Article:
Welcome to Murder by the Book's blog about what we've read recently. You can find our website at www.mbtb.com.

Sunday, August 21, 2011

The Bell Ringers, by Henry Porter ($14.95) (apa The Dying Light)

An Orwellian future may be closer than you think. Henry Porter has set his "Big Brother" epic in the "near future," but it is not an unrecognizable future. There are no flying cars or robot maids. Rather there are CCTVs everywhere and additional government monitoring of cars, IDs, credit cards, phone calls, and computers, among other susceptible paraphernalia of our day-to-day life. The near future is here you say? So says Henry Porter through his fable set in a Great Britain controlled by a power-mad prime minister and the unscrupulous head of an international security firm.

Our heroine is Kate Lockhart, a brilliant lawyer who has left a government spy job for a job with a big firm in New York. She is called back to England when a good friend and former lover dies and leaves her his cottage, his fortune, and a mystery. David Eyam (The man who cried "I am," get it?) was the former head of the Joint Intelligence Committee and was ignominiously ejected from his post and bargained into a rural retirement. He somehow has circumvented the massive spy machinery in Great Britain and wound up in Cartegena, Colombia. A tourist's video recording captures his death in a terrorist bomb explosion.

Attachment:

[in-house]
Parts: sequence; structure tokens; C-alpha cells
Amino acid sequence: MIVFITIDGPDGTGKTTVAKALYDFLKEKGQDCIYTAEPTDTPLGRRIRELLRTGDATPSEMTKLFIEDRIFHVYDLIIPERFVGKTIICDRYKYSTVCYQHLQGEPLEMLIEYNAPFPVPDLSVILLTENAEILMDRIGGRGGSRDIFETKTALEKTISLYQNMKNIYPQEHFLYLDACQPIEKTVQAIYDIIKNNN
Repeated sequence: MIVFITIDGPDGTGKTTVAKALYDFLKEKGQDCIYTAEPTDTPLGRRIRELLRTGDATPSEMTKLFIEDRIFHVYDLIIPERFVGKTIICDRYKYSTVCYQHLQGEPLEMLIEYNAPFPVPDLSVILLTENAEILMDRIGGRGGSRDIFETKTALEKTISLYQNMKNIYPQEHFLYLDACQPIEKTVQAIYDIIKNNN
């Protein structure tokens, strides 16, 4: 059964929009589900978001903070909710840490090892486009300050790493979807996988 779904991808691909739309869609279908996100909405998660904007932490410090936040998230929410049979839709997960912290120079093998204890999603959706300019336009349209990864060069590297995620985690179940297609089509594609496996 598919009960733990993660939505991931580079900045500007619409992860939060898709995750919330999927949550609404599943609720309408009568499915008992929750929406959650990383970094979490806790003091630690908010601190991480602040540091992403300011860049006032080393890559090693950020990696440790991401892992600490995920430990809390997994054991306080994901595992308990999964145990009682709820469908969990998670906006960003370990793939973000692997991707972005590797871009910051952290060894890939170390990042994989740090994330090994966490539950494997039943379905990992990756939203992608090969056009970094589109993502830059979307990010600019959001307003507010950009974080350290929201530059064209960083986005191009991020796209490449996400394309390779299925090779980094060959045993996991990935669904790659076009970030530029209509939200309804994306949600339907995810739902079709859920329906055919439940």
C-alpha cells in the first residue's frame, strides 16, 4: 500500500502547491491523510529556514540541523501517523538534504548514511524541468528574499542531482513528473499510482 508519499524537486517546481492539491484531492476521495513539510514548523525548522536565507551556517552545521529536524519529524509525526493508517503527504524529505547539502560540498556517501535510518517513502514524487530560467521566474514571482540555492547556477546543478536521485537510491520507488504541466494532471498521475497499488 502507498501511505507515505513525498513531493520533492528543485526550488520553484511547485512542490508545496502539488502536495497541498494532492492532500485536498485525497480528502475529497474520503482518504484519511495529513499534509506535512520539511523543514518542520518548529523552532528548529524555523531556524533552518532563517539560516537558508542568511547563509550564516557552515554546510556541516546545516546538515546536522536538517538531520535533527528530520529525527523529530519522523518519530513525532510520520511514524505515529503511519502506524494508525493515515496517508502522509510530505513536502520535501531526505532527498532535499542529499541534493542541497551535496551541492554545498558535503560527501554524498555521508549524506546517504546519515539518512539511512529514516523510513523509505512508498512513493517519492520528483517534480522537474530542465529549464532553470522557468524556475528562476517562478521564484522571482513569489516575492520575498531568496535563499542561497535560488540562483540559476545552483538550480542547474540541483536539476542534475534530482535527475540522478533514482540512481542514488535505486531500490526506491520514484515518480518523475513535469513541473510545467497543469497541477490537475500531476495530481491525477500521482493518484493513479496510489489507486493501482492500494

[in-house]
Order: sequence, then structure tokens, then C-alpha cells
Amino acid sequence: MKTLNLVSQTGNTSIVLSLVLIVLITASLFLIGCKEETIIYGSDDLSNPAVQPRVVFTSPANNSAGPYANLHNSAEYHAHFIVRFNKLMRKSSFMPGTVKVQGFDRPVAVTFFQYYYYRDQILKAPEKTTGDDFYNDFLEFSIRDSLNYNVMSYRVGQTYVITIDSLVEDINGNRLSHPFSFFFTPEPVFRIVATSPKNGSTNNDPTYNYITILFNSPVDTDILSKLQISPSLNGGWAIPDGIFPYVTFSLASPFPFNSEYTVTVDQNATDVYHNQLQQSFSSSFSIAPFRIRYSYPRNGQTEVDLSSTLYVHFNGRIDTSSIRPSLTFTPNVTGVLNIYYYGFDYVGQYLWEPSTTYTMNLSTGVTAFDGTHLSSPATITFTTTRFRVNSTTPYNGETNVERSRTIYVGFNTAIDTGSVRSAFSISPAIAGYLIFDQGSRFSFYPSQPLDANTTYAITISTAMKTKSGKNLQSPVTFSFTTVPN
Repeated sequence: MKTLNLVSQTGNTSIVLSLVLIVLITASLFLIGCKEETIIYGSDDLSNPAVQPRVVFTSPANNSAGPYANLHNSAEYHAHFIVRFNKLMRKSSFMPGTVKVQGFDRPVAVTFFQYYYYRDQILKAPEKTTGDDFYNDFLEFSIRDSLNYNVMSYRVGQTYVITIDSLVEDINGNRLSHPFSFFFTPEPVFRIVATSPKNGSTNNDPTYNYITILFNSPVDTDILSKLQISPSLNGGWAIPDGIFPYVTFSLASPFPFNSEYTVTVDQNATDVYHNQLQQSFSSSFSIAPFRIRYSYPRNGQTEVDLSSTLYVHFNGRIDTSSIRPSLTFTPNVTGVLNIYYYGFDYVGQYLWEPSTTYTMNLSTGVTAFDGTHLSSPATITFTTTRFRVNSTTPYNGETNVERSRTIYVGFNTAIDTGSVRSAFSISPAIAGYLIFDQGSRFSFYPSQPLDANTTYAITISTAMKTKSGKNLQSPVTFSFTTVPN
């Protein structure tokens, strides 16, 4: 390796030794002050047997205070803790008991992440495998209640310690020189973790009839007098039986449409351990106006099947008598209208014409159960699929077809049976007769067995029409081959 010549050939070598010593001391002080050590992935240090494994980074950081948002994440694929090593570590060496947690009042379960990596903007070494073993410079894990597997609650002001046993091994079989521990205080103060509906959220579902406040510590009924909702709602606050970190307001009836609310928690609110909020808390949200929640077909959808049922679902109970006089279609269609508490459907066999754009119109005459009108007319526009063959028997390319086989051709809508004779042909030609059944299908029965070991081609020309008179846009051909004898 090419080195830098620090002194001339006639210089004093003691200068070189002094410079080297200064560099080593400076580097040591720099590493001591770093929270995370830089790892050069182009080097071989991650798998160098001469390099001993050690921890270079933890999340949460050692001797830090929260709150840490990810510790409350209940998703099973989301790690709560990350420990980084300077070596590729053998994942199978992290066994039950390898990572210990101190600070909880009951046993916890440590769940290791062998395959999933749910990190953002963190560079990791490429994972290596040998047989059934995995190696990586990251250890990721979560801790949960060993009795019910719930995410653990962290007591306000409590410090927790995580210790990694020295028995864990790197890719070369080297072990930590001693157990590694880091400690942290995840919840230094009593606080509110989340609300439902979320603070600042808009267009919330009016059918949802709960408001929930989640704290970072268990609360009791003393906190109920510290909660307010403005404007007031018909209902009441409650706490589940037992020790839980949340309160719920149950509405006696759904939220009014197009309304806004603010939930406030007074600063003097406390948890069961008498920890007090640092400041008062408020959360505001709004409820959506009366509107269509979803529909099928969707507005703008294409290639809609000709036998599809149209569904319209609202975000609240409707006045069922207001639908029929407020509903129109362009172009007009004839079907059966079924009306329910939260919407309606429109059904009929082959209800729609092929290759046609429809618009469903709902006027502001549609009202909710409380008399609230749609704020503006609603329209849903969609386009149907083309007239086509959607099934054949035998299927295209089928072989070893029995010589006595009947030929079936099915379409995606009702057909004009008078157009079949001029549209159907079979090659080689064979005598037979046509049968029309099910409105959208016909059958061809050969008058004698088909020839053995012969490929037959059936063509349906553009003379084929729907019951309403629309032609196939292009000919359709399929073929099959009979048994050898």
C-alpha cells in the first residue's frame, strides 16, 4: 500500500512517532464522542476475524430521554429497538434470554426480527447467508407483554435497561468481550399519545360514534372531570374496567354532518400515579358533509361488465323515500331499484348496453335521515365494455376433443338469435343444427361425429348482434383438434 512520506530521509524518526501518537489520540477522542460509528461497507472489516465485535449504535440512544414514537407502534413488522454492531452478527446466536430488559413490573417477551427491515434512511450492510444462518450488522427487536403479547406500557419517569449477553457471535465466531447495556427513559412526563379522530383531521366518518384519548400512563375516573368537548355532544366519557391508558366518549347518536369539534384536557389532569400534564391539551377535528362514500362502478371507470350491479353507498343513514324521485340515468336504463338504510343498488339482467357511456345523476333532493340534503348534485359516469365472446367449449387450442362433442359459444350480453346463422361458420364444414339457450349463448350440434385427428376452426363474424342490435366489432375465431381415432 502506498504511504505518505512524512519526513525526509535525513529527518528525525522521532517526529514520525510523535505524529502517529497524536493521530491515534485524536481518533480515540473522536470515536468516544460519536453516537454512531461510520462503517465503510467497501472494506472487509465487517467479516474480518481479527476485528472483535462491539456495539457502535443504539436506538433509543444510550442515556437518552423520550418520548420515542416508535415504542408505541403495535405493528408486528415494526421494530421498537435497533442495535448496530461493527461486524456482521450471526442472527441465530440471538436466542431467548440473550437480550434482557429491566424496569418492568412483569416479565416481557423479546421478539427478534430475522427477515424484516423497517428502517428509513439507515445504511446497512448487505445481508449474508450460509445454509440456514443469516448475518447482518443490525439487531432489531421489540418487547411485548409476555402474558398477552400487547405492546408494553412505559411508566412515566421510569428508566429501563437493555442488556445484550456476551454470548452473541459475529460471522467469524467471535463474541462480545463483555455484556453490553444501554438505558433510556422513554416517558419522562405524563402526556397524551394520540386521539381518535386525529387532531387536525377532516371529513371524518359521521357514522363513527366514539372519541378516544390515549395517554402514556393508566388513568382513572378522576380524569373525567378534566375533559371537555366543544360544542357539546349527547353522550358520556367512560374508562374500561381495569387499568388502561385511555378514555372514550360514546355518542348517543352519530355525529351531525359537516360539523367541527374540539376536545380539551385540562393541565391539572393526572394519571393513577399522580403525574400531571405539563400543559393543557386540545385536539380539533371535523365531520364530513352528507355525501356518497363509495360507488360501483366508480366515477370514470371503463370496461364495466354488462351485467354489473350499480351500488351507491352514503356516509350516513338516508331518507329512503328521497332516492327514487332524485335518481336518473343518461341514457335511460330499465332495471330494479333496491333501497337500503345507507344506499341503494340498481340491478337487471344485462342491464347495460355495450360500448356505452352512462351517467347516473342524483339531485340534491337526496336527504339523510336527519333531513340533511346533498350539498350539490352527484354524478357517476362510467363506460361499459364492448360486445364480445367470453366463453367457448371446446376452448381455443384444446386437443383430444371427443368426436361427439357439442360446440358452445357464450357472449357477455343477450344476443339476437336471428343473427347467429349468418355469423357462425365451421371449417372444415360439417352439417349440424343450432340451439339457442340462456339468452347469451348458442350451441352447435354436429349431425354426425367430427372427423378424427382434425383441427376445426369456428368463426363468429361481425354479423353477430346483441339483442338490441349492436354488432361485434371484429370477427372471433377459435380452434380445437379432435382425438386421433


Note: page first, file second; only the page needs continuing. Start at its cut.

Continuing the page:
Although she had lost touch with Eyam, Kate thinks she knows him well enough to sense more than meets the eye in his precipitous departure from government. And who is following her? Why is David's estate lawyer so nervous? What does the untypical I-must-be-dead-if-you're-reading-this letter from Eyam mean? Clues and puzzles start dropping like autumn leaves, and Kate is not sure which side of the ensuing controversy she is on.

There are no talking barnyard animals in this book, but this is the successor to "1984." Its premise is that under the guise of ensuring safety from Britain's (and America's) greatest unseen enemies, a purported democracy has placed enormous powers, including suspension of due process of the many, in the hands of a few.

This is a horror story scarier than anything Stephen King has written, because its scenarios seem possible.

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